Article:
DC Motors were king in industry up until the late 1980s; These motors were popular because they were able to run to a variable speed setpoint, and they could run at full torque from stall to base speed. A DC motor was powered from either a constant potential supply or a Ward-Leonard system via DC generator. The speed of a DC motor is defined by the voltage applied to the armature and other influencing motor design constants. Speed could be easily measured by calculating Counter-EMF using measurements of armature voltage and current. There are two types of DC motors: brushed and brushless. Brushed is the oldest type of motor and includes a field mounted to the stationary portion or frame, an armature rotating portion, and brushes to carry current to the armature. The direction and speed are controlled by the applied voltage. The torque is measured by the armature current.
Previously, AC motors were utilized for fixed speed applications. AC motors could be order at different rpms of 3600, 1800, 1200 for operation on 60Hz. Pumps and fans were run with across-the-line starters at fixed frequency applied to the AC Motor. AC Motors started to take over the variable speed market in the 90s due to the wide availability of inverter drives and vector control. Now, variable speed inverter duty AC motors are widely distributed in the United States. AC motors get their ability to change speed because of Variable Speed drives using IGBTs (Insulated-Gate Bipolar Transistor) for the power section, where the frequency can be varied. Torque control is now available with AC vector drives through mathematical modeling of an induction machine where computers calculate the magnetizing current vs. the torque producing current.
AC vs. DC Motors Advantages vs. Disadvantages
When choosing which motor would be best for your project, you need to outweigh the advantages and disadvantages of each motor.
- NEMA standards for frame sizes.
- At least 95% efficient for typical applications - this translates into electricity cost savings for the customer.
- On an induction machine, the stator induces the current into the rotor. The only physical contact between the rotor and stator are the bearings. The motors can be commonly ordered “Totally Enclosed”, so it doesn’t get dirty on the inside, leading to less chance of an electrical failure.
- The prevalence of the significant number of manufacturers in the marketplace - easy to find an AC motor manufacturer.
- AC induction motors have no brushes reducing maintenance costs.
- An AC motor may need a digital encoder or tachometer to get torque from zero speed. Application dependent where required.
- For low-speed operations with a variable speed drive, an inverter duty rated motor is required.
- When replacing a DC Motor with an AC Motor, new wires and mounting are upfront costs which can be expensive.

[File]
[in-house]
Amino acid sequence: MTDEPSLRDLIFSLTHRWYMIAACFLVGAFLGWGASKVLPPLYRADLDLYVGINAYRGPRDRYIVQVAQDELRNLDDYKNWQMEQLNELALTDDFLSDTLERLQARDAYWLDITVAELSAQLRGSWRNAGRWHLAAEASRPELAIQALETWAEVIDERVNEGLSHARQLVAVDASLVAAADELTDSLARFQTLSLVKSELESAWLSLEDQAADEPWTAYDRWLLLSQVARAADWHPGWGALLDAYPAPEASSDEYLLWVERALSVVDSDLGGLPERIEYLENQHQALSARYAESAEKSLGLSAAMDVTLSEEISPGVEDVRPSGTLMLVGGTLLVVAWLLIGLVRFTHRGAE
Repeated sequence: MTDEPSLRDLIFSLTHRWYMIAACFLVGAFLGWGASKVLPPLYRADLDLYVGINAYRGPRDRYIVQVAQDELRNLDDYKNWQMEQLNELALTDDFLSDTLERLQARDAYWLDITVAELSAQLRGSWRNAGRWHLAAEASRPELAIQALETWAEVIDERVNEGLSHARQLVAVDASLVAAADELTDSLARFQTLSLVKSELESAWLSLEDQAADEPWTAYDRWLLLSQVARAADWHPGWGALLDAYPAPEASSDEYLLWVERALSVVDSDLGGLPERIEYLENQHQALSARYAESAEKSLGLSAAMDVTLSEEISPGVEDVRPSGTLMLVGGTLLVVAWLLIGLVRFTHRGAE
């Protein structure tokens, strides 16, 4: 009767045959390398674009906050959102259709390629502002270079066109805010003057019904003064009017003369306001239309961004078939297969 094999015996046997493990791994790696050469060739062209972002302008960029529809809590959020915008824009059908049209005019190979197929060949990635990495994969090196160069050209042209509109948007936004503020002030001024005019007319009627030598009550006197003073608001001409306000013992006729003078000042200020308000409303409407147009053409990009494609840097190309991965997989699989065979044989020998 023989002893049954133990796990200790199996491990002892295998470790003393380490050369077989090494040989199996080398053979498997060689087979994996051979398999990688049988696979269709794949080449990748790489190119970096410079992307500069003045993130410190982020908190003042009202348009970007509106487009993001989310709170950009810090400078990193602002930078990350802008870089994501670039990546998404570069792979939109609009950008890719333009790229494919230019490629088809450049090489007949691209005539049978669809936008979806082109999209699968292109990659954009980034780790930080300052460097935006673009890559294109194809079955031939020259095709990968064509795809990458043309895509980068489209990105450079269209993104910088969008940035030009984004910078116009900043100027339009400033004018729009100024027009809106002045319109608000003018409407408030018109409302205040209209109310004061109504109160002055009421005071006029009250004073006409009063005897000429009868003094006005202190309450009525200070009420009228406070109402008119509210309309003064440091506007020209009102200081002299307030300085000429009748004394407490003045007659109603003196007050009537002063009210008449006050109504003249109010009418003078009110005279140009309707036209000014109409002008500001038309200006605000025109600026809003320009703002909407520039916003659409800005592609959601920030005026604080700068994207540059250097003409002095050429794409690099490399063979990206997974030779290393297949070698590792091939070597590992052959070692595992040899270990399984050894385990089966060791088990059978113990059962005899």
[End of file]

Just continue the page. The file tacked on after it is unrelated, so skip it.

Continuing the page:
- Limited operation above motor base speed.
- Fairly reliable and widely used in industry.
- Wide speed range available, often up to 5 times rated base speed.
- Torque control available from Zero Speed without an encoder
- Easy to repair and recondition
- Typically outperforms AC motors for stall operations.
- 88-92% efficiency range for most motors
- To find a DC motor to replace an old one is difficult, and reconditioning can be costly.
- DC motors are expensive to make and build.
- Generally open to the environment, allowing dirt and dust in
- High maintenance cost - Inspection and brush change at least every 3 months
- Motors are getting older and harder to replace. Fewer manufacturers are making new DC motors for sale.
How do you go about selecting the right electric motor for an industrial application? What would an expert recommend?
The experts recommend an AC motor if you’re building something new. If the customer can bear the cost, for most applications in heavy industry - AC conversion from DC is the right choice long term. It comes down to the upfront cost of conversion versus the long-term benefit of offsetting your maintenance cost. The upfront cost would include mechanical conversions and new wiring where the long-term savings would be in reduced maintenance and power savings.
E Tech Group can help its customers analyze a DC to AC upgrade and the associated cost/benefit. If we’re proposing a DC to AC upgrade, we evaluate the existing motor mechanical system/load, its power/drive system, and control application requirements. Analysis is performed to find an AC motor and drive controller that matches the existing DC motor application requirements.
Steve Scheffler is a Senior Engineer & Aaron Muir is an Engineering Manager at E Technologies Group. E Technologies Group is a certified member of the Control System Integrators Association (CSIA). For more information about E Technologies Group, visit its profile on the Industrial Automation Exchange